Self-Determination: An ADL Worth Addressing
Did you know that the cluster of attitudes and skills that fall under the umbrella of “self-determination” have been shown to be one of the strongest predictors of success for people with disabilities’ attainment of their transition goals? It’s as necessary to quality of life and independence as the other basic ADLs we traditionally focus on and, like grooming and hygiene, it’s a teachable skill set.
I have a hunch (and some research to back it) that most occupational therapists do not explicitly and systematically pursue self-determination as part of everyday clinical practice. Like a lot of the more psychosocial goals, I think we often expect clients to just pick it up by osmosis because we’re so nice and we offer opportunities to choose whether to work on putting on socks or learning to button first. While this is essential to building self-determination, it’s hardly sufficient.
Or we expect other team members to do the job. I have honestly never seen this happen, but even if another professional was working on it, self-determination must be practiced across all settings if it is to develop. If we aren’t actively helping in the effort, our clients are deprived of prime opportunities to acquire this essential skill set.
What is sufficient intervention for building self-determination? It includes (a) presenting and supporting the integration of certain knowledge, attitudes and abilities, and (b) preparing the social environment to receive and reward (and appreciate) the client’s growing assertiveness.
The knowledge needed includes:
• That there are choices to be made
• What’s possible– what are the choices in any given situation?
• Identifying and understanding one’s own emotions / thoughts as they arise
• Identifying problems and options for their resolution
• Considering oneself worthy and capable of making choices and decisions
• Owning one’s personal strengths and limitations in general
• Being aware and considerate of others’ perspectives and needs
• Assuming responsibility for making personal choices and decisions
• Assuming responsibility for identifying and resolving problems
• Being comfortable with asking for help, owning errors and limitations
• Comfort in setting limits and refusing
Behaviors needed :
• Choosing or deciding in a thoughtful and timely manner
• Making one’s wishes known effectively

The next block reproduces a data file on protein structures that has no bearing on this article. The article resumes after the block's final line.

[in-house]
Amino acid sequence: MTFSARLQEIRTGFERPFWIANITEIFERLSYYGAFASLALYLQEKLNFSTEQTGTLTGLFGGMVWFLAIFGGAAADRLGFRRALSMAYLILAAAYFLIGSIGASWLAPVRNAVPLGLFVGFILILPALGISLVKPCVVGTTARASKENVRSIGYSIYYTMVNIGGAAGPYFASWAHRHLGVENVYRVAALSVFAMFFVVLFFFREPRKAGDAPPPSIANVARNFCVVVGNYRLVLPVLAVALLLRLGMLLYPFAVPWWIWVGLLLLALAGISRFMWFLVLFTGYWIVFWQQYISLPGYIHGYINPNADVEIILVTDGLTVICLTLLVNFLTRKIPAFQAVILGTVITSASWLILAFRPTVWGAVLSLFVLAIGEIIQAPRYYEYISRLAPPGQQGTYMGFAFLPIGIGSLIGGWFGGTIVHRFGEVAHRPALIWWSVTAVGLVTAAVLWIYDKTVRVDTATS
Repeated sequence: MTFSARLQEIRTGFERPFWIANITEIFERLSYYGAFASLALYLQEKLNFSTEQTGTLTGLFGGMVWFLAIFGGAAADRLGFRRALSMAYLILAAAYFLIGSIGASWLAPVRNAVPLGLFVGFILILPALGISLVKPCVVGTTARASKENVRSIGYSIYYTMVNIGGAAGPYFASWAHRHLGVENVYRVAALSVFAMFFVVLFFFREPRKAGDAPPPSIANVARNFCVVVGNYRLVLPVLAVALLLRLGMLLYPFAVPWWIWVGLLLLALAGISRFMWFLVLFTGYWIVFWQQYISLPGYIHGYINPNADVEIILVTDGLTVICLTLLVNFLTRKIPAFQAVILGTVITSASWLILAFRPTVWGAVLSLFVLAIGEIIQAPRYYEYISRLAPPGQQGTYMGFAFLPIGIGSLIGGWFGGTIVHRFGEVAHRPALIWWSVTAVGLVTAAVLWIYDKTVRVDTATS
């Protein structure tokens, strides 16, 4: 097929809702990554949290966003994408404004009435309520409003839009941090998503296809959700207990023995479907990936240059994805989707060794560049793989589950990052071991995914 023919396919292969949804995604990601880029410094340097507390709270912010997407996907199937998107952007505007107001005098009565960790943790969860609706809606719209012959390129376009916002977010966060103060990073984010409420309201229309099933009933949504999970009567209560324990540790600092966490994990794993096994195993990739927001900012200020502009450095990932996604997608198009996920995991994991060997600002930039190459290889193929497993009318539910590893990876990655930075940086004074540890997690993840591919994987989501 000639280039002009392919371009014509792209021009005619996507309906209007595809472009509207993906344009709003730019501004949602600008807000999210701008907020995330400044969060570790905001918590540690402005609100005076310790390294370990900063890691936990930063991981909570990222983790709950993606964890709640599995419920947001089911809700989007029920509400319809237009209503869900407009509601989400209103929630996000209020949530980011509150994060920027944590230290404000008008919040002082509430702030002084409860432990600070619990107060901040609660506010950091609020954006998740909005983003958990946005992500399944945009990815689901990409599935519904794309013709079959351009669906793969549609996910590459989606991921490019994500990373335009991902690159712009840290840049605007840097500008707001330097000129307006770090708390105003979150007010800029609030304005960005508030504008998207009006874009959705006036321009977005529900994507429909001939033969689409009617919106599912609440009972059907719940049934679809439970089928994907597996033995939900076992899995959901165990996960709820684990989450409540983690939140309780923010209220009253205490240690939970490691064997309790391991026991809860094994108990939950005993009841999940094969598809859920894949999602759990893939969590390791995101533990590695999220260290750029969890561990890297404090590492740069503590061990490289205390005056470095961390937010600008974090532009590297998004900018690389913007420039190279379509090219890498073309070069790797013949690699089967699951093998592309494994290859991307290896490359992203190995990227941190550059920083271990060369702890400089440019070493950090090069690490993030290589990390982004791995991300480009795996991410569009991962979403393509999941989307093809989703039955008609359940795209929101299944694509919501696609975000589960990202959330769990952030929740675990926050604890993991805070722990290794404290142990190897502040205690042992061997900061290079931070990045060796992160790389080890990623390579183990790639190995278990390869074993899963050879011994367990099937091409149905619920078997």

• Asking for assistance effectively
• Describing one’s preferences and needs assertively
• Self-management skills for coping with emotions
• Effective and polite refusal/limit-setting
In addition to teaching and supporting the development of the requisite knowledge, skills and actions, we need to make sure that our clients are supported (and not punished) for their efforts toward self-determination. People with disabilities are consistently rewarded for compliance. They often learn to just agree with whatever others suggest, resulting in learned passivity and a high tolerance for frustration. These patterns may make life easier for others, but ultimately leave the client vulnerable, unable to direct their own lives, and unfulfilled.
Family members, teachers, caregivers and health professionals should be brought on board to help support each client’s fledgling and ongoing actions toward self-determination. They will sometimes find that a more independent and self-directed person is more complex and less consistently easy to deal with, so it’s important to facilitate their appreciation for how important self-determination is to attaining a richer, more satisfying, and safer life. They need to know what the client is learning and practicing at each phase so they can respond supportively. Of course not every request or choice can be accommodated, but you can offer suggestions for ways to respond that reflect respect and validation in any case. (And reminders of why learning habits of self-determination is basic to acquiring independence, working, keeping safe in the world, etc.)
It is never too late or too early to facilitate the path toward increased self-determination, and clients of all sorts can benefit. Occupational therapy includes psychosocial skill development. Self-determination is evidence-supported and foundational to living life to its fullest. It’s right in our wheelhouse. Let’s do it!
References and Resources:
Increasing Student Success through Instructional Self-Determination
National Gateway to Self-Determination
Self-Determination: Supporting Successful Transition